Cement classification has been a topical issue in the Nigerian cement industry for so many reasons not alien to the peculiar business environment in the country. It was to differentiate the products by its grades for effective utilization by builders in the construction business; but various factors appear to stop its implementation, though some producers complied with the review. Ajose Sehindemi seeks to understand the motive for the reintroduction of the idea by the Standards Organisation of Nigeria (SON)
After a Hiatus of three years, it was a thing of surprise when in December 2017, Nigeria standard watchdog the Standards Organisation of Nigeria, under Osita Aboloma called for the review of industrial standards for cement production in the country as he cited increase in spate of building collapses as the motivating factor.
He convened a technical committee to ascertain the standard development process for cement production in line with global best practice with the committee made up of a cross-section of all relevant organisations in the building construction industry; which was then given the mandate to identify the various timelines and principles that define the procedures and guidelines for cement production.
Aboloma, represented by Chinyere Ejiogwu, at the Technical Committee meeting for the review of the standard for cement (NIS444- 1.2014), said cement standard is no doubt a very important one as about 80 percent or more of the buildings and other infrastructural development of any nation and, indeed Nigeria, is carried out with cement as cement is a binder for all the components of any building project, and its poor application in the construction has been blamed for failures and collapse in the building and construction industry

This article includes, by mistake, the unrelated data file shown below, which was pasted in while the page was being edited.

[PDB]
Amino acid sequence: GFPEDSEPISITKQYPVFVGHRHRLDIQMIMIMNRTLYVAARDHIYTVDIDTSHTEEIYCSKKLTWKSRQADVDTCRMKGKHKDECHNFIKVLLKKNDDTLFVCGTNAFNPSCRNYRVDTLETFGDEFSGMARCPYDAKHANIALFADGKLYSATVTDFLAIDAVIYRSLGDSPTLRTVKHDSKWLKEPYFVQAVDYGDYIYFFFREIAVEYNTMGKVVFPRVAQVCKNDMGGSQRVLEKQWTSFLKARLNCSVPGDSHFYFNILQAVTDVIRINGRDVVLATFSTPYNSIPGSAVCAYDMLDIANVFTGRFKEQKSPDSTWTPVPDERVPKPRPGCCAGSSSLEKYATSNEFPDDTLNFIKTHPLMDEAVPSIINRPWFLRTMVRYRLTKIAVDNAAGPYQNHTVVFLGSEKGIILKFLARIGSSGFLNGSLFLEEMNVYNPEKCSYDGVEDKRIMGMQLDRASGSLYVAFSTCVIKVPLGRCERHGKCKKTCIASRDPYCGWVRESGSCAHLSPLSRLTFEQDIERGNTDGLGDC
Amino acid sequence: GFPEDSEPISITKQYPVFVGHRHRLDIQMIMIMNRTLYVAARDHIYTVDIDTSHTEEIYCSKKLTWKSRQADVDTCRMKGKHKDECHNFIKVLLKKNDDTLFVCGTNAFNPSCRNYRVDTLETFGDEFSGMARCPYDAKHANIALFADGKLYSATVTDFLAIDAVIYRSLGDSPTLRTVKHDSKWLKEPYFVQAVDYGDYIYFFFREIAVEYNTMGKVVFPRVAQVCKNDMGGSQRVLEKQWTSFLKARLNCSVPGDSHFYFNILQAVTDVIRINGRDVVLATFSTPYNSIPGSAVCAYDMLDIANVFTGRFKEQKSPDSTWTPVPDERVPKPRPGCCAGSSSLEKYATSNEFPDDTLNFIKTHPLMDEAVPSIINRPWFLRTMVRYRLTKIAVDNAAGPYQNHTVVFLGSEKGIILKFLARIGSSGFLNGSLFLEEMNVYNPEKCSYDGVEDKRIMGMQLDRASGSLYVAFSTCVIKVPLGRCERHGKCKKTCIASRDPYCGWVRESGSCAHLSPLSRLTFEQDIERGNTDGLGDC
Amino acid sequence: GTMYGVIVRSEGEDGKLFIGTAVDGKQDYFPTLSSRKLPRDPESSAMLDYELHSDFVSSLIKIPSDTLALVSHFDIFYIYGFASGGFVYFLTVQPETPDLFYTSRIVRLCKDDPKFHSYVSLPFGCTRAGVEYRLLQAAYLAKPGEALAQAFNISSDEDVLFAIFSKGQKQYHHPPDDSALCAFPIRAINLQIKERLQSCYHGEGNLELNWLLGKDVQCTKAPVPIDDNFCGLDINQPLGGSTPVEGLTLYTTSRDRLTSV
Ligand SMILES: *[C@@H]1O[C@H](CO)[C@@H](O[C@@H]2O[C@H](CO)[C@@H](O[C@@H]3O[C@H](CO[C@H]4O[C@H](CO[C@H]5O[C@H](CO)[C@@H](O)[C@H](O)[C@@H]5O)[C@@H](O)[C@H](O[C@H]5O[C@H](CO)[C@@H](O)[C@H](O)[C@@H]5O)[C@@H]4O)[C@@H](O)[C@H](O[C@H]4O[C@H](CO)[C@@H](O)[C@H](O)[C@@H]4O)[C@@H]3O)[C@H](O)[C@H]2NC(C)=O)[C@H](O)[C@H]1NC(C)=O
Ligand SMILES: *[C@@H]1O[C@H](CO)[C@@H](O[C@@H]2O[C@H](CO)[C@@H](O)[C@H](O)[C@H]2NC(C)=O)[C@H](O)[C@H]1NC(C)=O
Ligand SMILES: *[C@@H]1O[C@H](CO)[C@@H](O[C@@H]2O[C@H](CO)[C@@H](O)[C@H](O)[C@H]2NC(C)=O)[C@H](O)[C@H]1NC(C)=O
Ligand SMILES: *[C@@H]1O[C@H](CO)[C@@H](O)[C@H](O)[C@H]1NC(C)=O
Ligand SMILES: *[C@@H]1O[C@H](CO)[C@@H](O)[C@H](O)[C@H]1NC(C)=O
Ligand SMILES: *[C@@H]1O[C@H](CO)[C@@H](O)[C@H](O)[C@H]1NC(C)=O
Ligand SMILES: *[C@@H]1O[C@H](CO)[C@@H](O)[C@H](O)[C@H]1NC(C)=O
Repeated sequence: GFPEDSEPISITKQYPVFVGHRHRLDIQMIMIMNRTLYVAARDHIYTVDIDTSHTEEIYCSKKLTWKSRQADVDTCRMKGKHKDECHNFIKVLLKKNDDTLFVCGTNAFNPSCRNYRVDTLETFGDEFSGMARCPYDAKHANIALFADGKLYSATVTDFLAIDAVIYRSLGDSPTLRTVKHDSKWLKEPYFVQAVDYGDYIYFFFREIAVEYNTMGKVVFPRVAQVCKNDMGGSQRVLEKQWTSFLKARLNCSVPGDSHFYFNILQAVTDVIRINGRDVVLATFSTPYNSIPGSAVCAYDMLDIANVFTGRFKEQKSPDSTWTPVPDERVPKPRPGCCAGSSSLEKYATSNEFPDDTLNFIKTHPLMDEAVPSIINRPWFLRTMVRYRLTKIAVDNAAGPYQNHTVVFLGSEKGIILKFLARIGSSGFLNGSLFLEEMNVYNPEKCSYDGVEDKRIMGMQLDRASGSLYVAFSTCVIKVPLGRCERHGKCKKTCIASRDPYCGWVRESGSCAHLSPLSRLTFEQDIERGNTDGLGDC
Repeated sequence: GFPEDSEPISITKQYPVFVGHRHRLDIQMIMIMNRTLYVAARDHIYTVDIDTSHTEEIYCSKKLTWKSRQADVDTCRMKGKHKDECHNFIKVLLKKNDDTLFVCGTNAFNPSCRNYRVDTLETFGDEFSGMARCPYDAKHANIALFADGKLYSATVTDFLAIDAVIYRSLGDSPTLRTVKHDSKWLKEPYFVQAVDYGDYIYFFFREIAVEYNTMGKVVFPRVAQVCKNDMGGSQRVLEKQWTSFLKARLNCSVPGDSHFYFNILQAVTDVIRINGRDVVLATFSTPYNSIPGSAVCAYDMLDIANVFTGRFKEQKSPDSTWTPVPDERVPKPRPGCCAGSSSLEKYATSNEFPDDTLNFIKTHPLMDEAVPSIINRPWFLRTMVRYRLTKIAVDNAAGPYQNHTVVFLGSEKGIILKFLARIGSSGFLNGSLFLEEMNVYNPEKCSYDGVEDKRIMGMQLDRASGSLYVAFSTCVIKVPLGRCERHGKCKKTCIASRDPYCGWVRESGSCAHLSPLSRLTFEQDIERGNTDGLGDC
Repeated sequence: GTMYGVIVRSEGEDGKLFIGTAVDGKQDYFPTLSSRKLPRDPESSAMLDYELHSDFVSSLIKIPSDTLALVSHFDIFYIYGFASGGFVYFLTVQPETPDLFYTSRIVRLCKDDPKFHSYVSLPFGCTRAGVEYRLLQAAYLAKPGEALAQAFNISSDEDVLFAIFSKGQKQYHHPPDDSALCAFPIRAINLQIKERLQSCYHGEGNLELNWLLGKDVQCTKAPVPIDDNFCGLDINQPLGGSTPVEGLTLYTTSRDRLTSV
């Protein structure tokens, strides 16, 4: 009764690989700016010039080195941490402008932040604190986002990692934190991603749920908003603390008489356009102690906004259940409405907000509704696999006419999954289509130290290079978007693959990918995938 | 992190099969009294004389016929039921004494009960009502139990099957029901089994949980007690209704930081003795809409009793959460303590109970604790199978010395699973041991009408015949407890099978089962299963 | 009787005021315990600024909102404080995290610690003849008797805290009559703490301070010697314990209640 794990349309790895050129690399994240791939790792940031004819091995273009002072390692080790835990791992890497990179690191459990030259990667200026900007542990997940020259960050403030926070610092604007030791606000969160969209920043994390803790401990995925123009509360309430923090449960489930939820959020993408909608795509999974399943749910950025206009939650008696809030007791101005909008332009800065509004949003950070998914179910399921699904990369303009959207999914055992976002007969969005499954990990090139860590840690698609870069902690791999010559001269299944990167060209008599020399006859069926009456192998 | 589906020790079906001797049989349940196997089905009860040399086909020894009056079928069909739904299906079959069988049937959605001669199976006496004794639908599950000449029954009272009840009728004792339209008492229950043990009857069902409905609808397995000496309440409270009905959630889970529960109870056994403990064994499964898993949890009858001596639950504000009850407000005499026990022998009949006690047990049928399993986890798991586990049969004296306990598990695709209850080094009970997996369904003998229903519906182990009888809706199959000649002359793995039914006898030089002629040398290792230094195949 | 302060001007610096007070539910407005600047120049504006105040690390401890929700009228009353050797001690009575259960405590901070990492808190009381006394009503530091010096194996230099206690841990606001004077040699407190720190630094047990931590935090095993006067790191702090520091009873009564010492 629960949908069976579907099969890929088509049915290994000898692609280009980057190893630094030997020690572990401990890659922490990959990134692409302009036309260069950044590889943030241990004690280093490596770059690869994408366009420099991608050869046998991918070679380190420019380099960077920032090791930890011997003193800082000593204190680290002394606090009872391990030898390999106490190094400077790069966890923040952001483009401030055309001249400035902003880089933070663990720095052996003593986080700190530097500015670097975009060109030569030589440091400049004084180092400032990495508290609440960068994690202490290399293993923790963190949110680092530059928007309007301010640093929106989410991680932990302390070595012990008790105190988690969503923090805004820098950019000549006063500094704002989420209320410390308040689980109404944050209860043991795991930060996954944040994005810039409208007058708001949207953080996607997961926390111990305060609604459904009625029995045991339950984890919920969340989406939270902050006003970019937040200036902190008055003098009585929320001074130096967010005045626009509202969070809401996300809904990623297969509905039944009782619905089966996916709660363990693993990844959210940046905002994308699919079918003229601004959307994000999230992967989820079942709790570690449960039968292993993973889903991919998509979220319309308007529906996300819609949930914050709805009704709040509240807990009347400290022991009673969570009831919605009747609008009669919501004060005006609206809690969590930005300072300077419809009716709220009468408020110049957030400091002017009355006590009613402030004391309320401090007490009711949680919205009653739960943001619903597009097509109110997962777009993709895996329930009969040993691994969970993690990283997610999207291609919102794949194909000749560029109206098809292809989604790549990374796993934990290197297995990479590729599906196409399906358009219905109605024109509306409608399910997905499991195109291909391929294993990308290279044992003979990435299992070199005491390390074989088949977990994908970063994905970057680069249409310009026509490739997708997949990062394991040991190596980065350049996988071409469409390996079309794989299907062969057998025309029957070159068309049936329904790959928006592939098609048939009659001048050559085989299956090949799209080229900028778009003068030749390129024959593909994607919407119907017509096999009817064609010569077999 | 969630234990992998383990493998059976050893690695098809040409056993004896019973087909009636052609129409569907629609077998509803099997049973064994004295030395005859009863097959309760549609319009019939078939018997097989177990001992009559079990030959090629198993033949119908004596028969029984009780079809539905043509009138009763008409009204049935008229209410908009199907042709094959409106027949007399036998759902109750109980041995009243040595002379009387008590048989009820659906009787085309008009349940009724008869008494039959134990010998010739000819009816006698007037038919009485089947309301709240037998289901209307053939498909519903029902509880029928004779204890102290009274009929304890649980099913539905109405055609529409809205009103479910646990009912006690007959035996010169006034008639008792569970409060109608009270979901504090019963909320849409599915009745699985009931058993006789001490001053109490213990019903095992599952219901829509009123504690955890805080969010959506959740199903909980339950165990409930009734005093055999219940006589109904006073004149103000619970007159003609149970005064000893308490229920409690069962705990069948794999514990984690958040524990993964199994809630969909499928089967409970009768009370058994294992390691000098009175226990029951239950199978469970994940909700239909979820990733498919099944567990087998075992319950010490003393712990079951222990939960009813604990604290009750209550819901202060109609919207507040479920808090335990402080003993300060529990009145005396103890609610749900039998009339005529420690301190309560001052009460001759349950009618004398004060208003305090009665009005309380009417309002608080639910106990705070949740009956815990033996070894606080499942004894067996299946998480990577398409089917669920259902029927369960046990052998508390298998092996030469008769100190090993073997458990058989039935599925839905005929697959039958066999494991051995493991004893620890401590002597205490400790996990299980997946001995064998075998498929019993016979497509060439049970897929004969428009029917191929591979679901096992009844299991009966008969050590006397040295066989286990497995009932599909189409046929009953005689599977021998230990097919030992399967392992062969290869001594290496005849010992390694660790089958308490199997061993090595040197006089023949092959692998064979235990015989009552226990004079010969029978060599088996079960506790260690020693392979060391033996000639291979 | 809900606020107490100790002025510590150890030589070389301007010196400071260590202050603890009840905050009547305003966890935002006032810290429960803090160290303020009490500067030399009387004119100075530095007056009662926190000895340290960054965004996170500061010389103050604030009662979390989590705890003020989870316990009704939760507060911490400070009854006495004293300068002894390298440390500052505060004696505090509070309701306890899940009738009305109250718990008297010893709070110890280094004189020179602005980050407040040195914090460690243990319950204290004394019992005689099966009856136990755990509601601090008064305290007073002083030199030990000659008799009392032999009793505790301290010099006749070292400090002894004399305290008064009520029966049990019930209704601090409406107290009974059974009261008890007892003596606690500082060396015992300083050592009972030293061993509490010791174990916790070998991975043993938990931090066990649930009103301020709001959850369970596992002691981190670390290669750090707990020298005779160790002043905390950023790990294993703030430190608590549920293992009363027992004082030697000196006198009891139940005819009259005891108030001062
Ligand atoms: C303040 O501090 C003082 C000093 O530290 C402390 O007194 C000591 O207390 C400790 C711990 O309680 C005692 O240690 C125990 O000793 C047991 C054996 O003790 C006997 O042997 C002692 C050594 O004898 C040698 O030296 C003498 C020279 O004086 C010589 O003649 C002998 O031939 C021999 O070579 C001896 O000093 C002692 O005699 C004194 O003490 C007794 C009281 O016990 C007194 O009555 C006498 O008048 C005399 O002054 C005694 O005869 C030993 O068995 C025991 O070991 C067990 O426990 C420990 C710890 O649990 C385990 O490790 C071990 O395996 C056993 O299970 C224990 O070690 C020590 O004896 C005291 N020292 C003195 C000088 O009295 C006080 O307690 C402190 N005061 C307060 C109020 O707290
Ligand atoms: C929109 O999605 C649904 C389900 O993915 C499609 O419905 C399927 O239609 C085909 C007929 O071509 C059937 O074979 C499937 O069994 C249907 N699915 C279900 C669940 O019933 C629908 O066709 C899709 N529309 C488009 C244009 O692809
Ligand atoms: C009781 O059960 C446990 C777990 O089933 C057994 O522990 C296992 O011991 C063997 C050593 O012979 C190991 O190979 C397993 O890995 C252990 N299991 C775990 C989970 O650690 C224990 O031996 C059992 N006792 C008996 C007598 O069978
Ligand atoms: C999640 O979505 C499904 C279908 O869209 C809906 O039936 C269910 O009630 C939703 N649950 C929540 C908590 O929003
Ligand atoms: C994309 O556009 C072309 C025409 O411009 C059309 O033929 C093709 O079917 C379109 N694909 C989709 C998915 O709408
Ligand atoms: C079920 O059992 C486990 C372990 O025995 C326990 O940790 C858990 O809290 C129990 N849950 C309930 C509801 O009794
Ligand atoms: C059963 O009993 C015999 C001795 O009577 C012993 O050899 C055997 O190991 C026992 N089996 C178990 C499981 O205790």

He harped on the fact that standards can be reviewed after five years or at any time at the instance of the stakeholders or if found inadequate due to changes in technology, best methods, and government policy. But for observers of the industry, questions have been asked if this was not another wild goose chase that would lead nowhere?
A few years ago when Joseph Odumodu, then director general of SON, called for an upgrade in cement composition and pigmentation policy as a result of incessant building collapse in the country, it led to a brickbat of sort between the top cement makers in the country till the matter was finally settled in court and SON ordered to maintain status quo antebellum.
The process of reviewing the cement standard by the SON was surrounded in controversy as professional bodies like Council for the Regulation of Engineering in Nigeria (COREN), the Nigerian Society of Engineers (NSE), some cement manufacturers, among other stakeholders, cried foul over the process, as they said they were not given ample time to properly dissect the review that was ordered to be conducted within a short space of time.
That ruling negated the supposed gains the review was meant to achieve as since then, everything about the upgrade seems to be the distant memory, except for the packaging of some cement manufacturers in the country that followed through with the review.
Not much was heard again on the issue as the dust of the 2015 elections in the country settled the matter. Did SON prevaricate on the issue? Was it not another policy reversal as is common in the country after so much publicity on it?
What does the present director general hope to achieve with what appears to be a sudden decision that appears not thoroughly thought through? Though the review appears to be noble, the attention it is not getting goes a long way to suggest that it’s just a policy statement with feelers from the SON suggesting that the matter is one not to be talked about, as silence is the word anytime questions are asked about the so-called review.
Now, almost four months after the inauguration of the technical committee, the report and recommendation is yet to be seen in the public domain. A source at the standards body couldn’t say categorically the stage of the committee’s report, confirming that nobody wants to talk about it, as there is a deafening silence about it.
A top official when asked about the work of the committee, said a visit was needed by this reporter to meet with experts who will offer reasons for the review, because, as he said, there exists an extensive dossier on it and so cannot comment on the committee nor its findings; though, the result of whatever outcome of the committee will depend on how resourceful the office of the official is.
Will the report come out soon or is it now a private matter?